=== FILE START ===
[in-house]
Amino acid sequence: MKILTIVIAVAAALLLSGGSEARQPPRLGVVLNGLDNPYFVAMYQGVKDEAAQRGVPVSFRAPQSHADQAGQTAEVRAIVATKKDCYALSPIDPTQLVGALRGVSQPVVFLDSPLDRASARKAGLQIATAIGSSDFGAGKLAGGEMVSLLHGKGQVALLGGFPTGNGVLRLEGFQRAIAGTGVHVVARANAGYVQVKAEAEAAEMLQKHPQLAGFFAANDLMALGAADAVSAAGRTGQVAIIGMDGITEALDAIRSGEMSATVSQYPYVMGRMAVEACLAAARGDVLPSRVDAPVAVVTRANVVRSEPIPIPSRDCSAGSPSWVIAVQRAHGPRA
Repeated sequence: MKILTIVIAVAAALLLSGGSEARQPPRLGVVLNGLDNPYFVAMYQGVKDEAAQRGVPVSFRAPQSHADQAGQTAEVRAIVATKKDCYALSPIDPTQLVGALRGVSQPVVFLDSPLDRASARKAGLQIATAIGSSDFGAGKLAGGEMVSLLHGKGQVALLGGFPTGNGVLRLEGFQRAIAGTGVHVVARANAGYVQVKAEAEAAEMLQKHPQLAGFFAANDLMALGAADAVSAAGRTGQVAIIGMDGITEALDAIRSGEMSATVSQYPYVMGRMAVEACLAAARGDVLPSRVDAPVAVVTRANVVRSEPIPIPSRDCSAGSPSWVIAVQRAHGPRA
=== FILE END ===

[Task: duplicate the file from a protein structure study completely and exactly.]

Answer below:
[in-house]
Amino acid sequence: MKILTIVIAVAAALLLSGGSEARQPPRLGVVLNGLDNPYFVAMYQGVKDEAAQRGVPVSFRAPQSHADQAGQTAEVRAIVATKKDCYALSPIDPTQLVGALRGVSQPVVFLDSPLDRASARKAGLQIATAIGSSDFGAGKLAGGEMVSLLHGKGQVALLGGFPTGNGVLRLEGFQRAIAGTGVHVVARANAGYVQVKAEAEAAEMLQKHPQLAGFFAANDLMALGAADAVSAAGRTGQVAIIGMDGITEALDAIRSGEMSATVSQYPYVMGRMAVEACLAAARGDVLPSRVDAPVAVVTRANVVRSEPIPIPSRDCSAGSPSWVIAVQRAHGPRA
Repeated sequence: MKILTIVIAVAAALLLSGGSEARQPPRLGVVLNGLDNPYFVAMYQGVKDEAAQRGVPVSFRAPQSHADQAGQTAEVRAIVATKKDCYALSPIDPTQLVGALRGVSQPVVFLDSPLDRASARKAGLQIATAIGSSDFGAGKLAGGEMVSLLHGKGQVALLGGFPTGNGVLRLEGFQRAIAGTGVHVVARANAGYVQVKAEAEAAEMLQKHPQLAGFFAANDLMALGAADAVSAAGRTGQVAIIGMDGITEALDAIRSGEMSATVSQYPYVMGRMAVEACLAAARGDVLPSRVDAPVAVVTRANVVRSEPIPIPSRDCSAGSPSWVIAVQRAHGPRA